Most investigations of a direct impact of chronic physical conditioning on cardiac muscle physiology and biochemistry have utilized relatively young animal models. Some, but not all, of these studies have demonstrated beneficial effects of relatively modest magnitude. With advancing age, i.e., with the onset of senescence, characteristic changes in many aspects of cardiac physiology and biochemistry in rodent models have been noted to occur. In general, these consist of a reduction in the kinetics of events that determine myocardial excitation-contraction relaxation and energetics. Recently it has been shown that several of these apparent age-related functional declines can be reversed by chronic physical conditioning, which in some instances have no effect on cardiac muscle of younger animals. This suggests that the relative efficacy of chronic exercise to modulate myocardial performance may, in part, be determined by the level of function present before the intervention, as is the case for other modulators of cardiac muscle function. In addition, that apparent age-related deficits in myocardial function can be reversed by conditioning suggests an interaction between life-style and aging.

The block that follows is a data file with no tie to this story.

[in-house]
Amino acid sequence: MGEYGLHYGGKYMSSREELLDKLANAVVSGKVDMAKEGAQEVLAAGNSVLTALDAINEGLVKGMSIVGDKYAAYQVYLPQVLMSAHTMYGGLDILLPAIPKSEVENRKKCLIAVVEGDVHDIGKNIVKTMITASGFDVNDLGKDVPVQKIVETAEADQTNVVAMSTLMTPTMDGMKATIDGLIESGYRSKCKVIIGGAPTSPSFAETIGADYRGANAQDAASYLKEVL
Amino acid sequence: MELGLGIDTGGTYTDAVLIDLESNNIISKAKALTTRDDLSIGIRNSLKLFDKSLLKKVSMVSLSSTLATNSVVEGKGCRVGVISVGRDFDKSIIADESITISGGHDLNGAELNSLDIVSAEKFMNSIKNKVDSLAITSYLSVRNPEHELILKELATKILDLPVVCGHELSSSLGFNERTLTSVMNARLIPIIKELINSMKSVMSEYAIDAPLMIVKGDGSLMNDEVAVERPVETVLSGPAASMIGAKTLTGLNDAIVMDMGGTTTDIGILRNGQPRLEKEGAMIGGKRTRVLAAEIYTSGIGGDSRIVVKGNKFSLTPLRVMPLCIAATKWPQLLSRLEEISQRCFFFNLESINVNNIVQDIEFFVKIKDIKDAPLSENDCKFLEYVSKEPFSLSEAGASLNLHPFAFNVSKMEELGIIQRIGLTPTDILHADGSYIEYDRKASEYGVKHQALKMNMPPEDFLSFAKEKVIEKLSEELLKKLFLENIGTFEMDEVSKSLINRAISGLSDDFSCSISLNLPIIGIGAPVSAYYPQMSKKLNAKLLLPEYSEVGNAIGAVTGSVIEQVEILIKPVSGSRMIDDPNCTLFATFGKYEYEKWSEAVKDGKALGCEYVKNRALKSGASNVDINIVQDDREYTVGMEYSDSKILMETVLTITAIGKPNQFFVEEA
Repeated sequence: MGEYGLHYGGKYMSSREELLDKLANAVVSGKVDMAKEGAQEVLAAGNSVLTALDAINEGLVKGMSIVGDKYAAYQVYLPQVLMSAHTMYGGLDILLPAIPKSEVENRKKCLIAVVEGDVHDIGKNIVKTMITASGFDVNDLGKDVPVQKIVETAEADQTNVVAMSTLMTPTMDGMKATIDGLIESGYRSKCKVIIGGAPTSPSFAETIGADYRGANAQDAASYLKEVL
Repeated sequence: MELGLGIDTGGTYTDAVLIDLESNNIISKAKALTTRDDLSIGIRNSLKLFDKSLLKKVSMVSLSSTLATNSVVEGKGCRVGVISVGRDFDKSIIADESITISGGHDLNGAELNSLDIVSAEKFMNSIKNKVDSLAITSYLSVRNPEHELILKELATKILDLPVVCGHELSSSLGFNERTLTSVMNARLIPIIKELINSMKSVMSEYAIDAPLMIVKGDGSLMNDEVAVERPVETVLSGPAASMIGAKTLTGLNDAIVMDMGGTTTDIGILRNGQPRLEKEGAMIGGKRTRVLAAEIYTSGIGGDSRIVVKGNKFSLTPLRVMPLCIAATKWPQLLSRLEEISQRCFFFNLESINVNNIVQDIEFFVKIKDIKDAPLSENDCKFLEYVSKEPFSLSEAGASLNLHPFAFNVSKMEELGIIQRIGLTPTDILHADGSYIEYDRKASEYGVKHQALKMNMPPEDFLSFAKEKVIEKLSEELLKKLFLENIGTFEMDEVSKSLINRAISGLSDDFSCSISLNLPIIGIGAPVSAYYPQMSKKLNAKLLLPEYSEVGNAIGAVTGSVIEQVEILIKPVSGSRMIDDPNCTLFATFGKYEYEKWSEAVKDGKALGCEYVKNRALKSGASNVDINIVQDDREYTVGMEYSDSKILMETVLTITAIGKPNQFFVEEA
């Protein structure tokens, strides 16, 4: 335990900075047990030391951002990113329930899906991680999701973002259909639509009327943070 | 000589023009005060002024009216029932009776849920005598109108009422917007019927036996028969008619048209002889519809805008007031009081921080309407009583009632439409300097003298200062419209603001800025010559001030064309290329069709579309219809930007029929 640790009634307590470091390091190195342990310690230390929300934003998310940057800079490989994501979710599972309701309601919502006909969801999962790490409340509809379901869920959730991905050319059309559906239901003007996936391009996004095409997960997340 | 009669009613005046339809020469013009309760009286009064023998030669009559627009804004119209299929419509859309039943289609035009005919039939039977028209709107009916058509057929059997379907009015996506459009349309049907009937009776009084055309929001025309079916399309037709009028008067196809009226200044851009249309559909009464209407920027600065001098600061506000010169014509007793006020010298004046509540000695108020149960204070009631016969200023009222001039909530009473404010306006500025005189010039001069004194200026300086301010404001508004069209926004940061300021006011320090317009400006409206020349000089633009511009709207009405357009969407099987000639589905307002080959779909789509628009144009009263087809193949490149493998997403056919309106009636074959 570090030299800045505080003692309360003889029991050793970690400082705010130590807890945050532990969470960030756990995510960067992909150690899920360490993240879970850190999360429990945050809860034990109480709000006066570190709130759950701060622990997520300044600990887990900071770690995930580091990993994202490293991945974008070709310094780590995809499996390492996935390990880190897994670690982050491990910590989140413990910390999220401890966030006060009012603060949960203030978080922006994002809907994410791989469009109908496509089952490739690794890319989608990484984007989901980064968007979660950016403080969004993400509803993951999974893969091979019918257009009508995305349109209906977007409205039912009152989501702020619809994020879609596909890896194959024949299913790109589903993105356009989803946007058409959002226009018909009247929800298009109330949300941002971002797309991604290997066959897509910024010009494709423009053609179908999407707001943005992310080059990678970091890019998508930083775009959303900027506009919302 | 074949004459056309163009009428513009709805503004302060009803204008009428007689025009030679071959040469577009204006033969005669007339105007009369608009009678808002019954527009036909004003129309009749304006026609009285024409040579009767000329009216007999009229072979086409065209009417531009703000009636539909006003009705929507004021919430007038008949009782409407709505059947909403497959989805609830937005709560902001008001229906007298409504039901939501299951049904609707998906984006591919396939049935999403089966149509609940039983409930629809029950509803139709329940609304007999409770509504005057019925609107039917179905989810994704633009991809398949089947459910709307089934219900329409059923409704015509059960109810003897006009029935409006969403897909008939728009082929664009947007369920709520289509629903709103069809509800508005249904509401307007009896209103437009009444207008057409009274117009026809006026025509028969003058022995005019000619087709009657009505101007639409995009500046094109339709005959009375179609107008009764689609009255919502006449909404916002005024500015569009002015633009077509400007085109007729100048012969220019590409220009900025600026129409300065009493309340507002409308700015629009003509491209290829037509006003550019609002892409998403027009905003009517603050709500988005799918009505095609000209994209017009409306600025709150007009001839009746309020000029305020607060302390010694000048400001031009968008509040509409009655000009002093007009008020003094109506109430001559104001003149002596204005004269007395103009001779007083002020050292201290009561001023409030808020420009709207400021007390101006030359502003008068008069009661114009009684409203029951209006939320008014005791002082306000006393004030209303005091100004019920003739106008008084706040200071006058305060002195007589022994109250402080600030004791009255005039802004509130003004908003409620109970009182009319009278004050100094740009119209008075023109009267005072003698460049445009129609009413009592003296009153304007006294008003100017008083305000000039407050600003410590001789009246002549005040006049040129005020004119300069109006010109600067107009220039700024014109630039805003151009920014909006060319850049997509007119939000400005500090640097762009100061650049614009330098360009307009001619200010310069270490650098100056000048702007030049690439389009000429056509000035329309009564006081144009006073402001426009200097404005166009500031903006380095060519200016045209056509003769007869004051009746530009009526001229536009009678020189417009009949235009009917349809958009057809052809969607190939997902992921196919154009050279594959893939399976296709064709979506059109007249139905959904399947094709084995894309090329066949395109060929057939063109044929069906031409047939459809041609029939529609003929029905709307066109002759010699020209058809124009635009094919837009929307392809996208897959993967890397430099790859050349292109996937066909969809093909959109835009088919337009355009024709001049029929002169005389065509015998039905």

|Original language||English (US)|
|Number of pages||6|
|State||Published - Jan 1 1987|
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